Yet the magazine continues to run stories on LGBTQ topics, including a landmark issue on gender in 2017 (which, of course, got backlash).

The scientific community is increasingly moving towards breaking down the dichotomy between ‘hard sciences’, such as physics and chemistry, and ‘soft sciences’, such as psychology and sociology. 

Critics say that this dichotomy implies that ‘soft sciences’ have less rigour, leads to a devaluation of the ‘soft sciences’, and perpetuates gender bias. Academics and educational institutions are also beginning to realise that the social sciences, humanities, and arts contribute in important ways to our understanding of the world. ‘Interdisciplinary’ is the buzzword of the day.

But while Institutes of Higher Learning push for interdisciplinary collaboration, the Science Centre—a Statutory Board of the Ministry of Education—caved to pressure against manifestations of interdisciplinarity.

science centre singapore
Image: Tey Liang Jin / RICE File Photo

Why Does it Matter?

The Science Centre’s position as a Statutory Board is precisely what placed it in the crosshairs of Protect Singapore. The organisation of a sociocultural discussion of gender, by the Science Centre, seemed to suggest the government’s support of what Protect Singapore called “gender ideologies”.

But science is not, and should not be expected to be, politically neutral. Widespread scientific acknowledgement of the difference between sex and gender does not reflect some sort of woke agenda or Western ideas infiltrating Singapore. Besides, this country has its own history of LGBTQ people—trans women were a frequent sight (and source of tourism) at Bugis Street in the 1960s and 1970s, and the late ex-President Benjamin Sheares even pioneered a surgical technique frequently used in gender-affirming surgeries for trans women.

Science affirming the validity of gender identity does not mean there is a political agenda, that’s just science.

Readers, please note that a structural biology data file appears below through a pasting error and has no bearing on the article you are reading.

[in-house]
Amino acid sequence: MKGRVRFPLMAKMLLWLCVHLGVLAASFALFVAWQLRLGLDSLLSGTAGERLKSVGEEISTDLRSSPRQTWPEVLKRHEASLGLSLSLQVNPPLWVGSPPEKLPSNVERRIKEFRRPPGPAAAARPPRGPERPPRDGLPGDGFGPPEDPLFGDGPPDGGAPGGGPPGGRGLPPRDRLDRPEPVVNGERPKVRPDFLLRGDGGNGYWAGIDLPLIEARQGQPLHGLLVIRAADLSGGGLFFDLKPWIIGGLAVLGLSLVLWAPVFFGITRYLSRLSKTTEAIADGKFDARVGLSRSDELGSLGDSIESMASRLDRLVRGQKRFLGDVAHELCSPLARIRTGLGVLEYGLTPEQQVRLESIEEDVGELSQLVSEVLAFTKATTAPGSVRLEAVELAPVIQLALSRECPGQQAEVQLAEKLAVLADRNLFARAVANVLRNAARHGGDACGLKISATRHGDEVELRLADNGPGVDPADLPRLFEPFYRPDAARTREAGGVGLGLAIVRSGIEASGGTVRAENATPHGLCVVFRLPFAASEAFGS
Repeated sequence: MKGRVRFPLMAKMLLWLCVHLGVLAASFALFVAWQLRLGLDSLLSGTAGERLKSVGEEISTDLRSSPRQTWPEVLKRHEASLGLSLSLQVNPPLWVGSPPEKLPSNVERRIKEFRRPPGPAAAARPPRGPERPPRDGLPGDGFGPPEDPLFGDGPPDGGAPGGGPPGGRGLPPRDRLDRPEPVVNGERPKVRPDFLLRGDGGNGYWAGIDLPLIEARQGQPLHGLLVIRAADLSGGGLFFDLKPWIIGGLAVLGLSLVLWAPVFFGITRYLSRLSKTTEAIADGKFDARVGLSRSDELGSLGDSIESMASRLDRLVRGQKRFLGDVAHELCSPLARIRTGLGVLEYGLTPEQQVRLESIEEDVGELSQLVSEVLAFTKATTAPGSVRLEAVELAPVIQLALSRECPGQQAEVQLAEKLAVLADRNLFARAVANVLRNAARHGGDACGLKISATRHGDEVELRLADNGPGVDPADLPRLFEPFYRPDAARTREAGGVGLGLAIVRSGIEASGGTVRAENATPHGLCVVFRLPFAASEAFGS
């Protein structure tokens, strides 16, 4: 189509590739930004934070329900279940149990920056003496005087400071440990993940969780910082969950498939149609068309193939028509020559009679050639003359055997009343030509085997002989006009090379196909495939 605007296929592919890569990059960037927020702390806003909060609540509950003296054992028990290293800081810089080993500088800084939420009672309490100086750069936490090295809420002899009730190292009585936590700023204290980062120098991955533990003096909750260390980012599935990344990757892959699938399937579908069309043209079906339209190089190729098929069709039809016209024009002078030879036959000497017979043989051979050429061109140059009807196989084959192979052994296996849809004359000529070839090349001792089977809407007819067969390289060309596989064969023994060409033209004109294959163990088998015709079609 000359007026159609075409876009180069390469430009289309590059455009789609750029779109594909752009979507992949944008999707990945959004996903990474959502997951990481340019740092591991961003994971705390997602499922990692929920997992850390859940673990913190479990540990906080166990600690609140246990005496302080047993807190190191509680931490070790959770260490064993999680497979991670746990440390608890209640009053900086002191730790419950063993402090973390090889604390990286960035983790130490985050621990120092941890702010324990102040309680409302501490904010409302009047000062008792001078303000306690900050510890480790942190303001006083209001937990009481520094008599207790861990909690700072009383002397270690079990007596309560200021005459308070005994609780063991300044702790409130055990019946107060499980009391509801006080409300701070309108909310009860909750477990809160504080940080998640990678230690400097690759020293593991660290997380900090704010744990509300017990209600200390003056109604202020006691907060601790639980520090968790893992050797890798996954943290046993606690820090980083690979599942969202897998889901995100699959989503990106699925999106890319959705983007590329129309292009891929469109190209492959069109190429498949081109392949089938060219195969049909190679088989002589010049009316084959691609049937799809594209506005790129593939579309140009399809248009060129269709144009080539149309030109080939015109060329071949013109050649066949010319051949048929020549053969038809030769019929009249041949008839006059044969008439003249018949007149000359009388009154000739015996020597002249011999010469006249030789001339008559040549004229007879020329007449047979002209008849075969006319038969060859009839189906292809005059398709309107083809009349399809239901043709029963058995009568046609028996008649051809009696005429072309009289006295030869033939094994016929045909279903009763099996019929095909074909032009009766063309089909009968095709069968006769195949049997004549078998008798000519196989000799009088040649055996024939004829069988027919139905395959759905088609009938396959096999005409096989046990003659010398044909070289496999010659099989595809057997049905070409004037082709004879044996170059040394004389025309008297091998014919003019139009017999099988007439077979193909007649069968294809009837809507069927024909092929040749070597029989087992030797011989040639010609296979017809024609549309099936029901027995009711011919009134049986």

What is political is how quickly and easily the Science Centre gave in to a mob of Facebook commenters. These comments bear all the marks of anti-LGBTQ conservatism seen in countries like the United Kingdom and the United States—appealing to “science” and demanding to protect children (from a ticketed 18-and-over event).

science centre singapore
Image: Stephanie Lee / RICE File Photo

The Protect Singapore channel aims to “safeguard the future of Singapore” from “LGBTQ+ activism”. So what about Western-influenced anti-LGBTQ conservatism? For all our talk about foreign interference, is this not a form of interference as well?

On Public Discourse

The news of this event’s cancellation has also revealed that there are members of the public—not only LGBTQ activists—who are interested in the topic of sex and gender. While Protect Singapore claims to represent “ordinary people who simply had enough of LGBTQ activism and its negative impact on the field of science”, this has shown that there are plenty of ordinary people hungry for nuanced discussions about ‘controversial’ topics.

The ease with which a vocal minority (driven by an anonymous Telegram channel, no less) managed to pressure the Science Centre to cancel their event is worrying.

Even Oogachaga executive director Leow Yangfa said to CNA: “As we understand, this was a result of external pressure, and Oogachaga was not involved at all… We are somewhat puzzled as to why and how other agencies and stakeholders had such a powerful say about whether an event should or should not proceed.”

What this cancellation says is that a vocal minority does have the power to get events cancelled and silence productive discussion on topics they disagree with. But here’s a question: Is this power only accessible to certain types of minorities? 

lgbtq flag
Image: Benjamin Tan / RICE File Photo

This is not limited to the Science Centre or LGBTQ topics. Science, family values, protecting Singapore, or any other concept can be appropriated by a group to make their cause seem palatable and acceptable, and therefore push for their way. What does this mean for discourse in Singapore?

Science—real science—shouldn’t be censored from ordinary people who want to learn more about the world around them.